Gleeson to oversee $3bn Travelport flotation
THE former chairman of AIB, Dermot Gleeson, a pivotal figure in the Irish banking crisis, has landed a new role chairing a travel reservations firm set for a $3bn (€2.1bn) flotation. Mr Gleeson, who stepped down last summer, may be in line for generous share options as a result of the float.
Travelport owns travel brands like Orbitz, Galileo and Worldspan, and yesterday the company defended its choice of Mr Gleeson, who was heavily criticised by AIB shareholders during 2009. Mr Gleeson also chaired the bank when it was forced to go to the Government for a guarantee in September 2008.
A spokesman for Travelport said: "For those of us at Travelport who know him, it is quite clear that he is the best person for the job. He is a strong advisor and we believe he has the right skills to successfully chair Travelport as a newly listed company."
Travelport, which is majority-owned by Blackstone, aims to raise about $2bn in an attempt to reduce debt. The float is the largest to take place in London in almost two years and the non-executive position assumed by Mr Gleeson will be a high- profile one with Travelport employing 5,300 people.
It is understood Travelport had discussions with Mr Gleeson before the Irish banking crisis. It put off floatation after the credit crunch reduced the appetite for public listings. The management of the company holds between 7pc and 10pc of the company, although it is understood Mr Gleeson does not hold shares in this stake.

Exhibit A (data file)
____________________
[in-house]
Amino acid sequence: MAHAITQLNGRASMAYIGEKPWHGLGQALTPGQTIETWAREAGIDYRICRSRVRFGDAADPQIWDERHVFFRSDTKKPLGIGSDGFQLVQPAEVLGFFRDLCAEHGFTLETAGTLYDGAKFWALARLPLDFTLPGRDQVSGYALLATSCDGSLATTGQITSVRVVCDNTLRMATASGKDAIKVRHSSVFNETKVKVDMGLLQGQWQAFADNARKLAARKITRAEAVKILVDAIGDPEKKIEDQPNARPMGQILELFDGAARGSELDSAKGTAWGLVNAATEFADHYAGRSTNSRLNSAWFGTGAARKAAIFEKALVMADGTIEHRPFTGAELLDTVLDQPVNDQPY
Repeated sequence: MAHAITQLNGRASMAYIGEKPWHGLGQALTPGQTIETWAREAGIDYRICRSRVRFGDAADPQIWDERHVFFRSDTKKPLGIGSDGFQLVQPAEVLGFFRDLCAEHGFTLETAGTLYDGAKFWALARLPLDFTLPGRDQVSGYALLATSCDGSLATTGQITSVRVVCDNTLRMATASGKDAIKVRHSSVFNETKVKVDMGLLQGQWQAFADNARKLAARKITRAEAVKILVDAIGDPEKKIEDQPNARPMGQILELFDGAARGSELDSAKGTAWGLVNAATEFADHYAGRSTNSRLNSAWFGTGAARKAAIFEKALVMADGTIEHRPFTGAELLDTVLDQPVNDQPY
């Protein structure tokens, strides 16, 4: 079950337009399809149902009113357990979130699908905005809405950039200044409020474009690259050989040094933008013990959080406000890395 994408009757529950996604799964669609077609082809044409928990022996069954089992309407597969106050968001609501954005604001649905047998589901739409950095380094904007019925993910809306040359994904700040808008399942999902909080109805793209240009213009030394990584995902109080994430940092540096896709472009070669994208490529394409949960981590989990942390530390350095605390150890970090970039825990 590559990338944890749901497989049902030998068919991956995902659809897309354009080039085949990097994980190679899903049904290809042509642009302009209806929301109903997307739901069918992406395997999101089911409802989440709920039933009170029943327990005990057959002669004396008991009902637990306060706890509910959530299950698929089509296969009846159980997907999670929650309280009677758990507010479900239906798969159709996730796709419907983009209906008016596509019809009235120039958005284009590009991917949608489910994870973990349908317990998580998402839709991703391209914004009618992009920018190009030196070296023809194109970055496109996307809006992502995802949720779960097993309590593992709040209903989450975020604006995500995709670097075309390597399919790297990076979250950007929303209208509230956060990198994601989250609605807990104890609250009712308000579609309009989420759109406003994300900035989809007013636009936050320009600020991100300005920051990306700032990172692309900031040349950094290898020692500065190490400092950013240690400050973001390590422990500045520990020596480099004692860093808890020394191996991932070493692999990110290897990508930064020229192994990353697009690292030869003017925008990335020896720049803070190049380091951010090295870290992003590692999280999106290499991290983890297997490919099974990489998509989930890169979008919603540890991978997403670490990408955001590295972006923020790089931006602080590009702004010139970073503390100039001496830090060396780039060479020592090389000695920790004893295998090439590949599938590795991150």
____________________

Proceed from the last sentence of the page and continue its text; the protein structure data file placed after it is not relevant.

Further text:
Apart from the large stake held by Blackstone, other shareholders are One Equity Partners and Technology Crossover Ventures. Travelport posted third-quarter revenues of $570m, down from $634m a year earlier. Barclays Capital, Citigroup, Credit Suisse, Deutsche Bank and UBS are managing the sale.
"The business has come through the downturn in good shape and is now poised for cyclical rebound," chief executive Jeff Clarke said yesterday.
Mr Gleeson is a former Irish attorney general and senior counsel. However, due to the scale of the global financial crisis Mr Gleeson found himself drawing the ire of AIB shareholders, particularly during a stormy annual general meeting last year when one shareholder threw eggs at Mr Gleeson and then-chief executive Eugene Sheehy.
Mr Gleeson said at the time that he profoundly regretted the loss of shareholder's money.